How Do Investment Losses Affect Taxes?

By Maurie Backman Markets Fool.com

Nobody wants to lose money on an investment, but even in a strong market, it's possible to have a few individual stocks perform poorly. When this happens, you have a couple of choices. You can either hold onto your investments in the hopes they'll improve, or unload them before they drop in value even more.

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While opting for the latter might seem like an impulsive move, it can actually be quite strategic from a tax perspective. The reason? Current tax rules allow you to use stock losses to offset long-term and short-term capital gains. If you have other investments that you've sold at a profit, selling stocks at a loss for tax purposes could save you some money when you go to file your return.

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When investment losses aren't all bad

First, let's get one thing straight: In order to claim an investment loss on your taxes, it will need to be a realized loss. A realized loss occurs when you actually sell an investment at a price that's lower than what you initially paid for it.

If you bought 100 shares of a certain stock at $10 per share, and that stock is now trading at $5 per share, you're not down that $500 until you actually sell off that stock. Once you do, however, you can use that $500 loss to offset your capital gains. This means that if you sold a different investment for a $2,000 profit, you'd cancel out $500 of it by virtue of your loss.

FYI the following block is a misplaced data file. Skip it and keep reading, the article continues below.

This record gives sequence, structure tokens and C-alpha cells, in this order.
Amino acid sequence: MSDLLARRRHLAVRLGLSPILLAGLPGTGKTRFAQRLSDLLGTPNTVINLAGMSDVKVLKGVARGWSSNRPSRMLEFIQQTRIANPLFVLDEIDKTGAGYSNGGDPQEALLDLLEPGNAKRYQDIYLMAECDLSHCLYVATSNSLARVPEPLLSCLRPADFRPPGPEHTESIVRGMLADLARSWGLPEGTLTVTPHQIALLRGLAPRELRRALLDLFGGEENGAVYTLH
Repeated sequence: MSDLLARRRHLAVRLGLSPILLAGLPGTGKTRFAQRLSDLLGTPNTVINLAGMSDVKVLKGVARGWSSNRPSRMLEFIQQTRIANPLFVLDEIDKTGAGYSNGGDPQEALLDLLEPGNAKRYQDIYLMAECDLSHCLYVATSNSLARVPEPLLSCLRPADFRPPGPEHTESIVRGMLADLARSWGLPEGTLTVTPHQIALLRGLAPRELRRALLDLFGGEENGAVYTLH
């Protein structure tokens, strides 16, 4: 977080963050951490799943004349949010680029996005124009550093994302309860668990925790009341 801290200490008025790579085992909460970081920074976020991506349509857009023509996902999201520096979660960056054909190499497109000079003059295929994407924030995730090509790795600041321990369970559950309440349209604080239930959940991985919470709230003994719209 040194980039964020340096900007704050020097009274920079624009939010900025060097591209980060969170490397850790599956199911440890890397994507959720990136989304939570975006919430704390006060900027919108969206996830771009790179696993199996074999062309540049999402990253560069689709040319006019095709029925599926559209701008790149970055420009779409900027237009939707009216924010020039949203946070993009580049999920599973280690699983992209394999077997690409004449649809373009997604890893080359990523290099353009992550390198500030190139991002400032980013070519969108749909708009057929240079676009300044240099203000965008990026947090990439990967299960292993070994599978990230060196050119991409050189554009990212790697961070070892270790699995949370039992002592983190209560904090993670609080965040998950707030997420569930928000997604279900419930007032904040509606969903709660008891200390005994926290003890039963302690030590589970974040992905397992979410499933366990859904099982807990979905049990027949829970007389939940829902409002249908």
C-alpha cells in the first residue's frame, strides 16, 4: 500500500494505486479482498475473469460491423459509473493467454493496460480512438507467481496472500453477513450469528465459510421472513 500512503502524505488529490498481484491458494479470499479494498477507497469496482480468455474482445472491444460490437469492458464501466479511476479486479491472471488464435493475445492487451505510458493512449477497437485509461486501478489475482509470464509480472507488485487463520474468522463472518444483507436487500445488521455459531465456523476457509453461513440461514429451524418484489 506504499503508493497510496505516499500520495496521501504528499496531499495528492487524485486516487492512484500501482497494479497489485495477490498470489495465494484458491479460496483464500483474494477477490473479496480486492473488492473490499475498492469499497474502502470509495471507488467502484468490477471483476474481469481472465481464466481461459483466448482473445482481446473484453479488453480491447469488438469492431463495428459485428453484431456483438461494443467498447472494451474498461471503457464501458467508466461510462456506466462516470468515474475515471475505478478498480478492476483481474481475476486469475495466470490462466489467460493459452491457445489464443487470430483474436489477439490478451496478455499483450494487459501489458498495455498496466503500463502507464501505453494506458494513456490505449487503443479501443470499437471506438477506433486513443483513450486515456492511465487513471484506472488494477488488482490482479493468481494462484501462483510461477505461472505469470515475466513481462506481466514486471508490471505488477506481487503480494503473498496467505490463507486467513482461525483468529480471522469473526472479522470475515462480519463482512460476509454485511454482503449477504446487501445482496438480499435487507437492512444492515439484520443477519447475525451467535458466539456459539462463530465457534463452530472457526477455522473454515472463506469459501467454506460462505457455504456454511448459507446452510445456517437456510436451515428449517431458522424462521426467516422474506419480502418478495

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Of course, this isn't to say that you should automatically rush to take a loss any time one of your investments starts to decline. But if you have reason to believe that its value won't recover, and you have capital gains to pay taxes on, it pays to consider taking a loss.

But offsetting capital gains isn't the only tax break an investment loss can give you. If, after applying your losses to your capital gains, you're left with a net loss, you can use it to offset up to $3,000 in regular income.

Imagine you have a year with $2,000 in capital gains and $5,000 in capital losses. The first $2,000 will ensure you don't pay taxes on your gains. From there, you can apply the remaining $3,000 to your ordinary income and avoid paying taxes on that portion of it.

Furthermore, if your net loss for the year exceeds $3,000, you can carry the remainder to future tax years. The unused portion of your loss will first be applied to the following year's capital gains, followed by $3,000 of the following year's income.

But don't get cute

If you have an investment that's down toward the end of the tax year, you may be thinking of selling it in December, taking your loss, and buying it again at the start of the new year. But if you're not careful, you'll get caught in a wash sale. Selling a stock at a loss and then buying that same stock back within 30 days is considered a wash sale, and when that occurs, you lose the tax benefit of taking a loss. If you have poorly performing stocks you wish to sell for tax-loss purposes but then own again, you'll need to wait until the wash-sale period expires before repurchasing them.

Losing money on an investment is never ideal, but sometimes it pays to cut your losses and move on -- especially if you're convinced the investment in question won't rebound. Investment losses can not only lower your current tax burden, but carry forward to help offset future gains and income, as well. If you're smart about when and how you take those losses, they can actually work to your advantage.

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